The Microsoft Threat Intelligence team observed a series of destructive attacks on hybrid environments that were carried out by MuddyWater APT group (aka MERCURY). Threat actors masqueraded the attacks as a standard ransomware operation.
MERCURY (aka MuddyWater, SeedWorm and TEMP.Zagros) has been active since at least 2017, in January 2022 the USCYBERCOM has officially linked the Iran-linked APT group to Iran’s Ministry of Intelligence and Security (MOIS).
The group was observed targeting both on-premises and cloud environments. According to Microsoft, MERCURY likely conducted the attacks in partnership with another actor tracked as DEV-1084, who carried out the destructive actions after MERCURY gained access to the target environment.
“MERCURY likely exploited known vulnerabilities in unpatched applications for initial access before handing off access to DEV-1084 to perform extensive reconnaissance and discovery, establish persistence, and move laterally throughout the network, oftentimes waiting weeks and sometimes months before progressing to the next stage.” reads the report published by Microsoft. “DEV-1084 was then later observed leveraging highly privileged compromised credentials to perform en masse destruction of resources, including server farms, virtual machines, storage accounts, and virtual networks, and send emails to internal and external recipients.”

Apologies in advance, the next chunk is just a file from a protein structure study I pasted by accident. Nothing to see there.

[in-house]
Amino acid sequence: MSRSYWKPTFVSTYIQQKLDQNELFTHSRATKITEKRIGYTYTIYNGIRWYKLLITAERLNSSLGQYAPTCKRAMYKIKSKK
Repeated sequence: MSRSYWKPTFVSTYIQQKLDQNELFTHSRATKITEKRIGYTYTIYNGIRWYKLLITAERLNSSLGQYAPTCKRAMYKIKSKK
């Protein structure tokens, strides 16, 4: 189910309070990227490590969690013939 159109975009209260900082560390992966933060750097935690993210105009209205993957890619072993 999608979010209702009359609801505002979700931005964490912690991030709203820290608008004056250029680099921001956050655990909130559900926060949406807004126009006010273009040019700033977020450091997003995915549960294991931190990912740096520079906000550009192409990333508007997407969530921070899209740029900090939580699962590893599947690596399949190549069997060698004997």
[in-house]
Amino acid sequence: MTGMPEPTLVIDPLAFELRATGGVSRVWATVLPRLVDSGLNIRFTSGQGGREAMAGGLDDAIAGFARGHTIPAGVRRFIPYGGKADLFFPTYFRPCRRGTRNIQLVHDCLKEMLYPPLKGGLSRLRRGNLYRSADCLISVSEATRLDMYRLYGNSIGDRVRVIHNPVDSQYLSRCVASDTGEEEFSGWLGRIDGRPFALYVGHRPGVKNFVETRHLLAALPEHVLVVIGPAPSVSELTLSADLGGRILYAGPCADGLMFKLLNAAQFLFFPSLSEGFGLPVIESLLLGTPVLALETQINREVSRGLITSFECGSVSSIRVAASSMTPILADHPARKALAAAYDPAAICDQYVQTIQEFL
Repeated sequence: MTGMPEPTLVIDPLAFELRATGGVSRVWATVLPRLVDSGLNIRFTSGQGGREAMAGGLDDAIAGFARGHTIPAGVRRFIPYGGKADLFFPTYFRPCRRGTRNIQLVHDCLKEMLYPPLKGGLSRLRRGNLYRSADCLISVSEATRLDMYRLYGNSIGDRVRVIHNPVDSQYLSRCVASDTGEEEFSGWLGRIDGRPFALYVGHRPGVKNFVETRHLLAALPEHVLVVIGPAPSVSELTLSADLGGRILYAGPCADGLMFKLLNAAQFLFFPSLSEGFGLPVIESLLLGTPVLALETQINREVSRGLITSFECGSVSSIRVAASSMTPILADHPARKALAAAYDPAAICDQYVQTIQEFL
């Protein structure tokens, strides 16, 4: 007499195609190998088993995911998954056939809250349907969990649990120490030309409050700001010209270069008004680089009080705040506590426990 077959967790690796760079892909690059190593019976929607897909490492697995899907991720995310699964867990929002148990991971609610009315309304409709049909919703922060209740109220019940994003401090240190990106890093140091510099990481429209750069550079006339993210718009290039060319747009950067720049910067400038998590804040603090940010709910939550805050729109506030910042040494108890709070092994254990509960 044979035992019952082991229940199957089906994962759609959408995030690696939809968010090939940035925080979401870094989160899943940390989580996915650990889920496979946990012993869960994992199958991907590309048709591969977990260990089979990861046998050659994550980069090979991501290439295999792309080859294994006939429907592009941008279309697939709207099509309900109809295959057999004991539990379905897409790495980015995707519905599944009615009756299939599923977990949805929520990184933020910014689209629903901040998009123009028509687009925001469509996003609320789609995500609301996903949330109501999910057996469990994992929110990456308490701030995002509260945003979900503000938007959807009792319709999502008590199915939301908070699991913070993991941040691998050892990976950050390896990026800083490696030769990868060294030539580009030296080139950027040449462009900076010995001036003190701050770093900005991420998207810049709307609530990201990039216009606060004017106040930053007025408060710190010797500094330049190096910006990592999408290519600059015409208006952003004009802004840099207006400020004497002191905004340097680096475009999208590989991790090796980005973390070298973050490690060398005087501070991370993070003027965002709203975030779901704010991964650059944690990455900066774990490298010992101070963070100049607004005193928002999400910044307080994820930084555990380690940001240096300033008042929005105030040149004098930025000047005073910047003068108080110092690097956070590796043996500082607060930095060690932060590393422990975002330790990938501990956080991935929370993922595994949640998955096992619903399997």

DEV-1084 presented itself as cybercrime group likely as an attempt to hide its real motivation of a nation-state actor.
The link between the DEV-1084 cluster and MERCURY was established based on the following evidence:
In the attacks observed by Microsoft, the state-sponsored hackers used highly privileged credentials and access to domain controllers. The attackers were able to interfere with security tools using Group Policy Objects (GPO). Once bypassed the security defenses, the attackers deployed the ransomware payload in the NETLOGON shares on several domain controllers.
Then the attackers maintain persistence by registering a scheduled task using GPO. The ransomware employed in the attacks changes the file name extension to DARKBIT and drop ransom notes.
The hackers abused Exchange Web Services to gain full access to email inboxes, then they were able to perform “thousands of search activities” and impersonate a high-ranking employee to send emails both internally and externally.
Microsoft provides mitigations for destructive attacks to secure on-prem environment and Azure AD environment.
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